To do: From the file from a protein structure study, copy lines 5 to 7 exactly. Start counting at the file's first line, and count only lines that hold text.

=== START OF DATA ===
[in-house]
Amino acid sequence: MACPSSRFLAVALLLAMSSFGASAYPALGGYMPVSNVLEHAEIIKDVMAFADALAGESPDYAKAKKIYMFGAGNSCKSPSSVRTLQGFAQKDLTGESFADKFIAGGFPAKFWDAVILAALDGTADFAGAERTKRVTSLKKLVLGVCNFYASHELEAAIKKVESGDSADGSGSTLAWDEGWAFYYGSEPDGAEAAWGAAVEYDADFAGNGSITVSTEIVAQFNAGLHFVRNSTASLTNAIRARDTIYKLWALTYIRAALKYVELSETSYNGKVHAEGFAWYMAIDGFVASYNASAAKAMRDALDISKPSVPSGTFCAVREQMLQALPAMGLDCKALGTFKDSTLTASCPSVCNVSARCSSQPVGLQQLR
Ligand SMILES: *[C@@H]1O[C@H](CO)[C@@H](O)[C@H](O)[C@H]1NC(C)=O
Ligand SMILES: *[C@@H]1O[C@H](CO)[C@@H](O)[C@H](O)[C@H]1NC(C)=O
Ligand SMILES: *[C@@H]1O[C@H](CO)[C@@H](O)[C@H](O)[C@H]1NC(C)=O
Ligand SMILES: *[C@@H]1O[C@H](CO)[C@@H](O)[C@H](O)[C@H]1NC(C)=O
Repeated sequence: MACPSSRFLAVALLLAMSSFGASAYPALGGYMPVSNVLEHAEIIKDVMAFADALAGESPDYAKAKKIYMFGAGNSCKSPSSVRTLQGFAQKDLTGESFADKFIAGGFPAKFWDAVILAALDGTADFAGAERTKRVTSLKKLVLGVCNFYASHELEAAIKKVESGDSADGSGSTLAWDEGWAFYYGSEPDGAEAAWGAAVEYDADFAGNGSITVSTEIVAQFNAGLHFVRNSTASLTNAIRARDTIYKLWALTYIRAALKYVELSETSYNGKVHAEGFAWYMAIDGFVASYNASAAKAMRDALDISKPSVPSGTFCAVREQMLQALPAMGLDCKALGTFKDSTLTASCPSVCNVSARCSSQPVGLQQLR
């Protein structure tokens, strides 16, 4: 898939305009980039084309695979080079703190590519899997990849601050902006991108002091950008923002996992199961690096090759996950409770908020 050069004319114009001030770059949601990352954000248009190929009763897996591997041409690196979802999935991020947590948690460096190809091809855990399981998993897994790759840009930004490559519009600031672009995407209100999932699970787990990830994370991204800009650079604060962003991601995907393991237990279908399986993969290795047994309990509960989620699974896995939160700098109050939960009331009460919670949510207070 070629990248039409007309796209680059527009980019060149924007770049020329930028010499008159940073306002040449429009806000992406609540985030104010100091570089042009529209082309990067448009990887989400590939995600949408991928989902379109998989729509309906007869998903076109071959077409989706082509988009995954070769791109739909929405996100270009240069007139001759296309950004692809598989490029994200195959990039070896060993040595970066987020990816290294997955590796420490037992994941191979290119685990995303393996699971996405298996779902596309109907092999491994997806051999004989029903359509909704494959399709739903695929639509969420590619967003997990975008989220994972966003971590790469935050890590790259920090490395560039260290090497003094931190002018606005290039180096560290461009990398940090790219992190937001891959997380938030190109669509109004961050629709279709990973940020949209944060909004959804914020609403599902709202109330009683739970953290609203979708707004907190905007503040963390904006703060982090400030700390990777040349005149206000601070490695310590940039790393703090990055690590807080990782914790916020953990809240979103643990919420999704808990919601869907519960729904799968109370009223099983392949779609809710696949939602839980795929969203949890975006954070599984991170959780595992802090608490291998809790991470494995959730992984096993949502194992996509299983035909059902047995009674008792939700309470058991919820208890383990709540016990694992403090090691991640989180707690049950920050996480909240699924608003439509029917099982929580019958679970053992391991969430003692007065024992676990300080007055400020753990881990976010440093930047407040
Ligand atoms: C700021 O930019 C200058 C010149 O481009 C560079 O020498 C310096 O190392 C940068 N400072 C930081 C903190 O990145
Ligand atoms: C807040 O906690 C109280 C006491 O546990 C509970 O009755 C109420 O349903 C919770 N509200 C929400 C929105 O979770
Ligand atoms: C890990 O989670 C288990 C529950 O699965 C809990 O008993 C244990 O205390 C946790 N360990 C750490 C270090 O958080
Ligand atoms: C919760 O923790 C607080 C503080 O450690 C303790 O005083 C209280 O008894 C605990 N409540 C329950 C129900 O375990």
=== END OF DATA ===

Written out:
Ligand SMILES: *[C@@H]1O[C@H](CO)[C@@H](O)[C@H](O)[C@H]1NC(C)=O
Ligand SMILES: *[C@@H]1O[C@H](CO)[C@@H](O)[C@H](O)[C@H]1NC(C)=O
Repeated sequence: MACPSSRFLAVALLLAMSSFGASAYPALGGYMPVSNVLEHAEIIKDVMAFADALAGESPDYAKAKKIYMFGAGNSCKSPSSVRTLQGFAQKDLTGESFADKFIAGGFPAKFWDAVILAALDGTADFAGAERTKRVTSLKKLVLGVCNFYASHELEAAIKKVESGDSADGSGSTLAWDEGWAFYYGSEPDGAEAAWGAAVEYDADFAGNGSITVSTEIVAQFNAGLHFVRNSTASLTNAIRARDTIYKLWALTYIRAALKYVELSETSYNGKVHAEGFAWYMAIDGFVASYNASAAKAMRDALDISKPSVPSGTFCAVREQMLQALPAMGLDCKALGTFKDSTLTASCPSVCNVSARCSSQPVGLQQLR